“Older Americans want to continue working,” said Art Koff, founder of RetiredBrains.com, a job and information resource for baby boomers, retirees and others who are planning what their retirement might look like in coming years. And that’s a good thing for small business owners, say researchers, HR experts and small business owners themselves.
Contrary to what you might think, greying employees can be a boon to your business. In a survey from the Society for Human Resource Management on older workers, researchers found that the top three advantages of these employees, compared with their younger counterparts, are:
- More work experience
- A higher level of maturity/professionalism
- A stronger work ethic
“Older workers can hit the ground running,” said Kerry Hannon AARP’s Jobs Expert and author of 10 books including “Getting the Job You Want After 50 for Dummies.” “This is especially good for small businesses and startups that need to move quickly.”
“Older employees also have the knowledge gained through decades spent in the field, they’re reliable, they show up at work on time and have a work ethic that is ingrained,” said Hannon.
Other benefits they offer, according to Hannon:
- They can see the big picture. They’ve weathered lots of business ups and downs and have a long-term perspective.
- They have people skills that boost morale. They know the value of a phone call instead of a text, a face-to-face “good morning” or personal congratulations for a job well done.
- They’ve learned how to work and can do their job without supervision, freeing you up for other responsibilities.
For Colin Milner, who founded the International Council on Aging 15 years ago, the employees who have aged along with him have helped him remain competitive. “They have an immense knowledge of what my business is and what we do,” he said.
HR managers are seeing the value of older employees and, instead of trying to phase them out, they’re encouraging them to postpone retirement, according to the AARP report “A Business Case for Workers Age 50+: A Look at the Value of Experience 2015.”
A bonus: Over-50 workers are likely to be more enticed by non-financial incentives such as flexible work schedules, telecommuting options and opportunities to learn new skills.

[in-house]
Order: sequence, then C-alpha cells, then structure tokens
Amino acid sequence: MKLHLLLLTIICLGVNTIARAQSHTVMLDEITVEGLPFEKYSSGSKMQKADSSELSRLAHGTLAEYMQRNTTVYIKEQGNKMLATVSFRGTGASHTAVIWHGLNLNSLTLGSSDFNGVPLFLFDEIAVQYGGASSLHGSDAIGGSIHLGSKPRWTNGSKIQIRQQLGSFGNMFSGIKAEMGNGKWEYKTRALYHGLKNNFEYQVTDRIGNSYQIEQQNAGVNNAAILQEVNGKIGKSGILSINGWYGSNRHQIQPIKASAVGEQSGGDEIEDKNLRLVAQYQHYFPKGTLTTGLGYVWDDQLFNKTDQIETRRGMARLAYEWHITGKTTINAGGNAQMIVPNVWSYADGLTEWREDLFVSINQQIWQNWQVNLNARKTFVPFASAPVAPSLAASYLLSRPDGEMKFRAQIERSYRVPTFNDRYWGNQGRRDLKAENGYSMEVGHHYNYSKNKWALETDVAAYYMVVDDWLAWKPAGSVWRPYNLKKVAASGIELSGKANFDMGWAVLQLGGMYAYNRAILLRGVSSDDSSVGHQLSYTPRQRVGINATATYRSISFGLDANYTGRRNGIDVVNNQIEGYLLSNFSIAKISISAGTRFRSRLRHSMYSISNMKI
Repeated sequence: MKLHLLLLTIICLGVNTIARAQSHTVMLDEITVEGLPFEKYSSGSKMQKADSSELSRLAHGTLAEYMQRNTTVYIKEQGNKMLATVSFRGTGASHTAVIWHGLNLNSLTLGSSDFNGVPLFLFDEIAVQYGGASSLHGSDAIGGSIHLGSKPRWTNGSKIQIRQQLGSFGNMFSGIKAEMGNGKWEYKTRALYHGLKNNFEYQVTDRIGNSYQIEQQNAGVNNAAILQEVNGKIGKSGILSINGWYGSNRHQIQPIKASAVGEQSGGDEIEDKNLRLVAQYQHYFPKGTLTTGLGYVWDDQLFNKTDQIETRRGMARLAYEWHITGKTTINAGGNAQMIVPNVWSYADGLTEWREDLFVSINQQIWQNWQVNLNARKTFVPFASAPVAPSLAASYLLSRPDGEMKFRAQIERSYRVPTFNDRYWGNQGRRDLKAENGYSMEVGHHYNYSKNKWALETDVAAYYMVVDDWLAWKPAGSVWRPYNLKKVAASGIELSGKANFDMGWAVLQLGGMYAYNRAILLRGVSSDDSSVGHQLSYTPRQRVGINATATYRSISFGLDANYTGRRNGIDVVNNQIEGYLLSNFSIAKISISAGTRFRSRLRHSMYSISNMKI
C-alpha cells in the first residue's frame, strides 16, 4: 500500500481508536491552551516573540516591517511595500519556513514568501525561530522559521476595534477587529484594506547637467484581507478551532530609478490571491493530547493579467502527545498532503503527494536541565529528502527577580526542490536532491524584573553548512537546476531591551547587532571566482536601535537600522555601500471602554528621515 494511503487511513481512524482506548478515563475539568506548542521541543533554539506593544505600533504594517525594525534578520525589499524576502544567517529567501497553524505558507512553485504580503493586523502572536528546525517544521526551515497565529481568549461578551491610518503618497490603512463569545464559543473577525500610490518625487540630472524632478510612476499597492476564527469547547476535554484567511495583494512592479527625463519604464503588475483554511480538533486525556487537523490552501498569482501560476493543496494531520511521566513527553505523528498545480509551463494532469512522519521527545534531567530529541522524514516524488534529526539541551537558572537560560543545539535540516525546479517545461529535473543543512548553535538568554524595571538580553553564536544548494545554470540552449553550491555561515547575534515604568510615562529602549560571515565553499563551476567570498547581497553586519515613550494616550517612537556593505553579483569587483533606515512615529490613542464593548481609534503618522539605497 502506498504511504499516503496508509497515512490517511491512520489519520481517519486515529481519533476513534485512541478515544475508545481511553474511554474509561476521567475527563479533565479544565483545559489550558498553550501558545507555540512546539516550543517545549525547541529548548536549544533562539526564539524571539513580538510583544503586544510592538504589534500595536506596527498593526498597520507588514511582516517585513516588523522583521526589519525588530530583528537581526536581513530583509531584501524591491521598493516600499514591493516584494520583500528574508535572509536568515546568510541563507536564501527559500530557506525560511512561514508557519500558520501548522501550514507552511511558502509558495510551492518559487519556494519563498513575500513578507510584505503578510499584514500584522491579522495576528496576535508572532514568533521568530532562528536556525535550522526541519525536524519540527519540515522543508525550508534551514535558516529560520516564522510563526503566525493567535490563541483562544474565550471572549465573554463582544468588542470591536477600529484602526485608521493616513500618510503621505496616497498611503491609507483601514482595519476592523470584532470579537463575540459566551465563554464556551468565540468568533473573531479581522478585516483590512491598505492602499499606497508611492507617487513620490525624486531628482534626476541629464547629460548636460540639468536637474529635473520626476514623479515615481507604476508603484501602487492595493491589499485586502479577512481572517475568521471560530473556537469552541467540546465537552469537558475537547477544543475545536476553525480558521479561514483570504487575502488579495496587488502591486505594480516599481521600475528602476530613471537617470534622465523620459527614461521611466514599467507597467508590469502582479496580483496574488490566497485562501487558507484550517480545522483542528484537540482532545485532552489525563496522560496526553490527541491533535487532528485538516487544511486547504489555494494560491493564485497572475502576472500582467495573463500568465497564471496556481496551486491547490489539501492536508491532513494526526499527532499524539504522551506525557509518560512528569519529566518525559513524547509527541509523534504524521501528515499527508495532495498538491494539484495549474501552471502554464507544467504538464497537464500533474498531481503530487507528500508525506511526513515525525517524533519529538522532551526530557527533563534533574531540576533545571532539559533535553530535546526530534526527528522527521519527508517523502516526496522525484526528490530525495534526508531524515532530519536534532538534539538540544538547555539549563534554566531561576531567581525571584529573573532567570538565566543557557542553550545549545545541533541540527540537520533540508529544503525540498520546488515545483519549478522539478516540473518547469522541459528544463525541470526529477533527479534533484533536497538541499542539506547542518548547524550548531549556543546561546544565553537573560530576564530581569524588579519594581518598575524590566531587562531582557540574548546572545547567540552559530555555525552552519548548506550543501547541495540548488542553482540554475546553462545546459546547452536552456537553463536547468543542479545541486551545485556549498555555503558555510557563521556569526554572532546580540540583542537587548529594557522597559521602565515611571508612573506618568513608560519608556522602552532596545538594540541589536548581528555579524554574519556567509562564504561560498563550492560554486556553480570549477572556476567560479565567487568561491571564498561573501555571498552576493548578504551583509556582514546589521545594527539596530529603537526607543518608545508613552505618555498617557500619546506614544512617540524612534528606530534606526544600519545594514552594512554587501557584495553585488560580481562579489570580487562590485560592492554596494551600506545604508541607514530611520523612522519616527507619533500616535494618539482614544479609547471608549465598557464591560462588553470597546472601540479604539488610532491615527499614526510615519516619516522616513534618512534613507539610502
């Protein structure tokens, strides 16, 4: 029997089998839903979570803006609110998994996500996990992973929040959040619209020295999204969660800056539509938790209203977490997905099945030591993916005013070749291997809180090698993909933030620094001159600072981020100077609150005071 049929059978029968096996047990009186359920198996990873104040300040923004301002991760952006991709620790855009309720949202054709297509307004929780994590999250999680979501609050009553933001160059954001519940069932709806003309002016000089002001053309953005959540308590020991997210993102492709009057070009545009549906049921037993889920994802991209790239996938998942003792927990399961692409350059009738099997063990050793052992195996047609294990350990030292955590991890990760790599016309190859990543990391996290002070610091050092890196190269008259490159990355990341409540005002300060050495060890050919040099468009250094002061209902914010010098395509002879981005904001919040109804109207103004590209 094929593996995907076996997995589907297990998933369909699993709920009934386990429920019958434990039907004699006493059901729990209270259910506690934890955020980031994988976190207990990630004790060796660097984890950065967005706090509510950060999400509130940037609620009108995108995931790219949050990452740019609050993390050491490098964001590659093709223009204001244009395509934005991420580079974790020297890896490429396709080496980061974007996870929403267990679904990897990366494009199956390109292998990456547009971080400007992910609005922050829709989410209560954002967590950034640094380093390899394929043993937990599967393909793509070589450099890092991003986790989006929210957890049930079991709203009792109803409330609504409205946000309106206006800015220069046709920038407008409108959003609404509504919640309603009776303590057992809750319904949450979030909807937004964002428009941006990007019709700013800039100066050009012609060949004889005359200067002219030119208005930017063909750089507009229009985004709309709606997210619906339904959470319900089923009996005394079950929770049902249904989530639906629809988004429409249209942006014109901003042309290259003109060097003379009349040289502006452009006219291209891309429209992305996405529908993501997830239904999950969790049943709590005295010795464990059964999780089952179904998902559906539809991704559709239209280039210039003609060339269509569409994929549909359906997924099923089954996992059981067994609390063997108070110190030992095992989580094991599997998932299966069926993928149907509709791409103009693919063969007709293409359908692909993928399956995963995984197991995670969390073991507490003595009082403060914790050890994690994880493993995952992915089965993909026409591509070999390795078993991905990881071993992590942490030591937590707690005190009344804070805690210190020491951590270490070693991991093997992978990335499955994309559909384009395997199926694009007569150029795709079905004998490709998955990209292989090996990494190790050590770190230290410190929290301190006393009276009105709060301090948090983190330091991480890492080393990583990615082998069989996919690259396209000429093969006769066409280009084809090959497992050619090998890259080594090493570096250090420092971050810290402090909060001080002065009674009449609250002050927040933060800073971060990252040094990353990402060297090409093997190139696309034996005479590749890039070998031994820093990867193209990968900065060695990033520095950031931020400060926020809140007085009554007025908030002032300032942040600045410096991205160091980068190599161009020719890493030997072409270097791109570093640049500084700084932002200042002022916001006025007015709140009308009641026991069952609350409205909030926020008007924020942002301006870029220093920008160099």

Another bonus: While younger workers may see the job as a stepping stone, meaning you’ll have to hire and train their replacements when they leave, seasoned employees may be more likely to stick around.
Managing and retaining older employees
Unless you’re hiring for a position that requires a specific skill set (to manage your social media accounts, for example), both younger and older workers usually require on-the-job training, according to Milner, with little difference in effort and cost other than, perhaps, the way training is delivered.
“Younger employees may want to learn online, while older workers may prefer face-to-face education,” he said.
“Learning what works best for different employees, no matter what their age, makes you a more flexible — and more appealing — employer,” said Milner.
To attract and keep older workers, offer flexible work arrangements that allow time for responsibilities such as caregiving for elderly parents, and take into account any physical challenges (perhaps moving from a job that requires standing to one that can be done seated). Above all, treat all employees equally to foster a positive and enthusiastic workplace mentality.
“By treating your older workers as part of your team, you’ll show them that you value their contributions to your business,” said Art Koff.
That’s what Matt Arney, founder of the startup TranslateNow, has found. “I’m working closely with a nearly 80-year-old advisor who is helping with our corporate formation and investment strategy,” said Arney. “He has had a very successful career and takes pride in helping startups to grow and avoid mistakes he’s seen in his career. His advice has been invaluable and he’s a trusted member of the team.”
by: Carol Sorgen